“I Will Force This” from Creature
Lately I’ve been having a hard time knowing what’s good. I don’t even know how to write. Maybe I am only a reader. I try to force things, force stories. I have to work on a story for many, many months before it makes sense.
Still, someone gave me the opportunity to copy a piece of writing onto the wall of a gallery. I’d never done anything like that before. I called it a hunger text, because it was about a woman who didn’t have enough money for food. On the day I painted my hunger text on the wall, I wore an old-fashioned lace shirt that had once belonged to my aunt. I also wore a long wool skirt. The text was projected onto the wall, and I painted on top of it. I found it both relaxing and exhausting to do this all day.
I will write about this experience, I thought. Now I am writing about it, but I’m not sure what there is to say, and whether or not saying it will be interesting for anyone to hear or read. I felt comfortable painting the text while wearing the old-fashioned shirt and the skirt. I wanted to make a costume for myself, even though I wear this costume at other moments too, like when I go to the grocery store, or to a restaurant. Maybe I wanted to be another kind of writer, one who performs putting her text on a wall, as if it would be fun for someone else to see me do this.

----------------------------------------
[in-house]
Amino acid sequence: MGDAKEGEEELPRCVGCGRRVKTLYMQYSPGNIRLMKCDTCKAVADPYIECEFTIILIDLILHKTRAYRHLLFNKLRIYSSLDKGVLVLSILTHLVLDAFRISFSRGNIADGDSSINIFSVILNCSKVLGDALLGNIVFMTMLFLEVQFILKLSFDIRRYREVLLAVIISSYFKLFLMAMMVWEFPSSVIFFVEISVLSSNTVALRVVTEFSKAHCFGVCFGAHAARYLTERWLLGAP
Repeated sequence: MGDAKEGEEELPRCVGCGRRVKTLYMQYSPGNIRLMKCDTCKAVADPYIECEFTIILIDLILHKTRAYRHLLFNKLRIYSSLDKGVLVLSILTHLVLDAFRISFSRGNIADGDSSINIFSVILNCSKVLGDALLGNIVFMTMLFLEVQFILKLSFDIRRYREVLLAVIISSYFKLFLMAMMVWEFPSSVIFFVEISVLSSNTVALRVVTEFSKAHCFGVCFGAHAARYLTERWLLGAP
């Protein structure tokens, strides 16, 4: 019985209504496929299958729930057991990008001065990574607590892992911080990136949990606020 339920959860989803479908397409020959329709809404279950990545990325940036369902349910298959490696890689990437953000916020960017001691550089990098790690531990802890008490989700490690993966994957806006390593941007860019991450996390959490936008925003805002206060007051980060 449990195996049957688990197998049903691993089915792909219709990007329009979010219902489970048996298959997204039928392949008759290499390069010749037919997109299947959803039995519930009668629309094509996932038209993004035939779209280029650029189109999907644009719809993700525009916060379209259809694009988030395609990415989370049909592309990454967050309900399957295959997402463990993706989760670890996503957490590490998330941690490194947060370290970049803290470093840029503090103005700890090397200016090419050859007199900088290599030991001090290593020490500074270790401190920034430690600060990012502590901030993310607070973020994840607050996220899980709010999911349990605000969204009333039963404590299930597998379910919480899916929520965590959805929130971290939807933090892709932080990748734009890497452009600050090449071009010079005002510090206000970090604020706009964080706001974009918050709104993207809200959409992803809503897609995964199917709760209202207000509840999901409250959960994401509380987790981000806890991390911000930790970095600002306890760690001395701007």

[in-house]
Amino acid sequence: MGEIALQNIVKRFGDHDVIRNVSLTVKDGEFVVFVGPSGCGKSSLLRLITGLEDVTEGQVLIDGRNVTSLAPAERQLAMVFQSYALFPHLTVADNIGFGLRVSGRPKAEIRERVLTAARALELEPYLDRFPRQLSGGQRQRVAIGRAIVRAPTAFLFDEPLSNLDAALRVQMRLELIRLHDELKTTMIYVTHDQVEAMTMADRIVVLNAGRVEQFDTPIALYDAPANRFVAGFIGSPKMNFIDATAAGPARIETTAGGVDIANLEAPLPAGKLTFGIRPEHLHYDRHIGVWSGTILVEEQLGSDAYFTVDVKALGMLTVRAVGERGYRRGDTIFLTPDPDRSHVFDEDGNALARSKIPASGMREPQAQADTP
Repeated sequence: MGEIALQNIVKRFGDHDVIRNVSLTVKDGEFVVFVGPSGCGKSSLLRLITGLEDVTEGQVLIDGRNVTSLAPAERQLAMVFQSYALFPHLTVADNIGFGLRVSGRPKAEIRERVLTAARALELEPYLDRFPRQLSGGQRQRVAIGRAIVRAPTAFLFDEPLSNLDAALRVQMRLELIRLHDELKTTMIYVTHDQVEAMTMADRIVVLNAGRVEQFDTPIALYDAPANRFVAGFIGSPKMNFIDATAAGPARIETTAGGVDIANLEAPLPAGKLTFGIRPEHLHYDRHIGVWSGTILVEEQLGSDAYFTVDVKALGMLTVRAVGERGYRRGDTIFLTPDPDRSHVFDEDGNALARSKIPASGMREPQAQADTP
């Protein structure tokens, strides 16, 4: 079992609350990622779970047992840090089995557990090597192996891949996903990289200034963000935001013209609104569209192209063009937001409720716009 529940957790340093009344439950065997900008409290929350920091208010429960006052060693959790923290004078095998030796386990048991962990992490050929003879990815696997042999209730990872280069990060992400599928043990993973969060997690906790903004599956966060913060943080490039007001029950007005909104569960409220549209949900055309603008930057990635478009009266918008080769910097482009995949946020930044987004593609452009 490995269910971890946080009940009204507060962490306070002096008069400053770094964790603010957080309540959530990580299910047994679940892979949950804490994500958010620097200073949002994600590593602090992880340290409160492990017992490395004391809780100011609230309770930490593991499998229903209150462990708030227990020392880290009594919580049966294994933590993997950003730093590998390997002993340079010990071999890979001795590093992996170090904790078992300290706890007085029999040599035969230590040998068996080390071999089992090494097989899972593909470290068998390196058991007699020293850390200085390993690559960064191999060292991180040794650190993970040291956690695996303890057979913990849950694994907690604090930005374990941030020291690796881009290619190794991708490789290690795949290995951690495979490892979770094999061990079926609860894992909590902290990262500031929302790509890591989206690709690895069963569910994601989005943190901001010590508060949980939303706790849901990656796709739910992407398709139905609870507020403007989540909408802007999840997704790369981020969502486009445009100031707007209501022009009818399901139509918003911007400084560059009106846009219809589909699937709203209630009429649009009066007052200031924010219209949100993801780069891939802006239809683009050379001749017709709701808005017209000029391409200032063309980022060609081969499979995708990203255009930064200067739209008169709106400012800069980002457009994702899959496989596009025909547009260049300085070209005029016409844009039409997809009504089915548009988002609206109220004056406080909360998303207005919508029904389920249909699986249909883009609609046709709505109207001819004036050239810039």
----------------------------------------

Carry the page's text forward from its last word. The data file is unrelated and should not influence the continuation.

Now she is painting an “A” on the wall, and now an “e.” Now I have painted the word “foot.” And now “pleasure.” The woman in the text is projected onto the wall too, limping across letters, eating bugs. Can you see her? What am I doing there, leaning across her, leaning across those letters, while standing on a ladder, with the text projected on my back, and my arms, as my shirt is white, and see-through, and when I am there the woman is on my back and arms as much as she is on the wall.
Here, I have put a hungry, abject woman on the wall for you to ponder; a woman who still feels pleasure. If you read part of this text, you’ll only know a little about her. If you read all of this text, you’ll still only know a little about her.
I walked across the floor of the gallery, dragging my foot. No one else was in the room; this part of the performance was only for me. This must have been more interesting than seeing me paint letters on a wall. Watching me paint letters would only be interesting for someone who has some special attraction to me. I suppose if I were attracted to a person I could watch him or her paint letters on a wall all day, or at least for a part of an afternoon. I am in a relationship, but I am sure the person I am in a relationship with would be bored by having to watch me paint letters on a wall for more than ten minutes. This is understandable. But it felt good, the dragging of the foot. I liked doing it.
When I got home, my partner was eating an egg. This is what he does when I’m not around. He also eats fish. I was harsh to him, but without speaking. I expressed myself through the violent putting away of a pan. Later I sat on his lap and dreamed about the future. This was together alone.
In our reveries, we both forgot the other was there. I was very far away. I was thinking about how dark it was getting outside, but I clung to his neck, which must have meant that I was also very much in the room. When I told him what I had been thinking about, he didn’t believe me. “How could you look so far away and be thinking about something so mundane?”